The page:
By: Pew Research
Although most U.S. Hispanics continue to belong to the Roman Catholic Church, the Catholic share of the Hispanic population is declining, according to a national survey of more than 5,000 Hispanics. Meanwhile, rising numbers of Hispanics say they are Protestant or are unaffiliated with any religion. Indeed, 24% of Hispanic adults are now former Catholics, with changes in religious affiliation occurring primarily among Latinos ages 18 to 49. Among Latino immigrants who have switched religions, about half did so before coming to the U.S. The survey also finds that in every major religious group, more Latinos favor the Democratic Party than the
Republican Party, though there are some differences in party affiliation across groups.
The long-term decline in the share of Catholics among Hispanics may partly reflect religious changes underway in Latin America, where evangelical churches have been gaining adherents and the share of those with no religious affiliation has been slowly rising in a region that historically has been overwhelmingly Catholic.4 But it also reflects religious changes taking place in the U.S., where Catholicism has had a net loss of adherents through religious switching (or conversion) and the share of the religiously unaffiliated has been growing rapidly in the general public.5
Hispanics leaving Catholicism have tended to move in two directions. Some have become born-again or evangelical Protestants, a group that exhibits very high levels of religious commitment. On average, Hispanic evangelicals – many of whom also identify as either Pentecostal or charismatic Protestants – not only report higher rates of church attendance than Hispanic Catholics but also tend to be more engaged in other religious activities, including Scripture reading, Bible study groups and sharing their faith.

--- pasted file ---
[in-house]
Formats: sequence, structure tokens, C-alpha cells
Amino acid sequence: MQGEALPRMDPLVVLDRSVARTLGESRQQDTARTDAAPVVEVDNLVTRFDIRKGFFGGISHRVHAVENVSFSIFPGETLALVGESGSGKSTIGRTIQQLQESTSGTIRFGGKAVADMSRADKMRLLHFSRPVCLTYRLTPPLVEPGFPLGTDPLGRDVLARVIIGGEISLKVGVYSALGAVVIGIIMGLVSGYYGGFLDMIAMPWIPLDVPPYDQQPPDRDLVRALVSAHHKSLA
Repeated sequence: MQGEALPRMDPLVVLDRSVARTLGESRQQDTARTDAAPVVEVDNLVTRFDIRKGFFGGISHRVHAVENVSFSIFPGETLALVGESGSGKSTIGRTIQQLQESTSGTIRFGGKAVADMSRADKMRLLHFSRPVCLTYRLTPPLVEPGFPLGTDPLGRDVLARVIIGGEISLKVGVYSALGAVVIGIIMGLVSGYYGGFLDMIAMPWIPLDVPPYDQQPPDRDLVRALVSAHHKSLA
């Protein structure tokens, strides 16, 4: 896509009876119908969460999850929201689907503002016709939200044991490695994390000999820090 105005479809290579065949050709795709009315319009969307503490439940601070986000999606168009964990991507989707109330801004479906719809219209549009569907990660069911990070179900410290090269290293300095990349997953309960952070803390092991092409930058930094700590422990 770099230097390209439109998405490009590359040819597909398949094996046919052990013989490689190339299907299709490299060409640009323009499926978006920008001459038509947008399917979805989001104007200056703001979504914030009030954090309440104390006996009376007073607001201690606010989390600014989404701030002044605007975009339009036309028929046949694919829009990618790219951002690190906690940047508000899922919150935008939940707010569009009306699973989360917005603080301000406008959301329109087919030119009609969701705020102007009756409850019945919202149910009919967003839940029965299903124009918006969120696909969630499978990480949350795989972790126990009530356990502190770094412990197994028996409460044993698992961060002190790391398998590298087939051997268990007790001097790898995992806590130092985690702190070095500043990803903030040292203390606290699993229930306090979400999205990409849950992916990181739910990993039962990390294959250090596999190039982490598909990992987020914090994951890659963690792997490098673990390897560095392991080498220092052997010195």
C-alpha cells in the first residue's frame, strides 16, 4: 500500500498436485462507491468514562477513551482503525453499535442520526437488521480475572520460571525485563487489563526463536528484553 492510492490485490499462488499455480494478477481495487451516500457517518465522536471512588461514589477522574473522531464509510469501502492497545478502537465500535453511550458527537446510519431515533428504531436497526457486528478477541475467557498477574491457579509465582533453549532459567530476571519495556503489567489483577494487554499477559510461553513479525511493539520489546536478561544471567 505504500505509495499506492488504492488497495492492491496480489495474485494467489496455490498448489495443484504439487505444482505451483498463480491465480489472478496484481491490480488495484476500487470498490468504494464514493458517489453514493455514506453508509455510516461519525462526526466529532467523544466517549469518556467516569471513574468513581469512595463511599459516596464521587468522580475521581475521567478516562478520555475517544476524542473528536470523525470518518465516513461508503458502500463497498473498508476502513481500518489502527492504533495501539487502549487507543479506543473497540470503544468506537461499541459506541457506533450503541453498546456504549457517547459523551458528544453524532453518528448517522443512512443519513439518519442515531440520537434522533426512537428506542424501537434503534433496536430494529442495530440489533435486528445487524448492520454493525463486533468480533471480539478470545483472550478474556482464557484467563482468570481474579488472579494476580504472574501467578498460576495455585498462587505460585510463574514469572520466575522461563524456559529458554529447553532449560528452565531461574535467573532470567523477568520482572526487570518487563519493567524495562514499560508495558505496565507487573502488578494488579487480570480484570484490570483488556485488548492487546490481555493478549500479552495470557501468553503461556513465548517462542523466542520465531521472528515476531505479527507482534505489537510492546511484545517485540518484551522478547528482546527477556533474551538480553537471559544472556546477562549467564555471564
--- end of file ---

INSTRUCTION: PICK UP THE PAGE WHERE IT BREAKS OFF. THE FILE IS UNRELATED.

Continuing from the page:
At the same time, other Hispanics have become religiously unaffiliated – that is, they describe themselves as having no particular religion or say they are atheist or agnostic. This group exhibits much lower levels of religious observance and involvement than Hispanic Catholics. In this respect, unaffiliated Hispanics roughly resemble the religiously unaffiliated segment of the general public.
Hispanic Catholics are somewhere in the middle. They fall in between evangelicals and the unaffiliated in terms of church attendance, frequency of prayer and the degree of importance they assign to religion in their lives, closely resembling white (non-Hispanic) Catholics in their moderate levels of religious observance and engagement.
These three Hispanic religious groups also have distinct social and political views, with evangelical Protestants at the conservative end of the spectrum, the unaffiliated at the liberal end and Hispanic Catholics in between.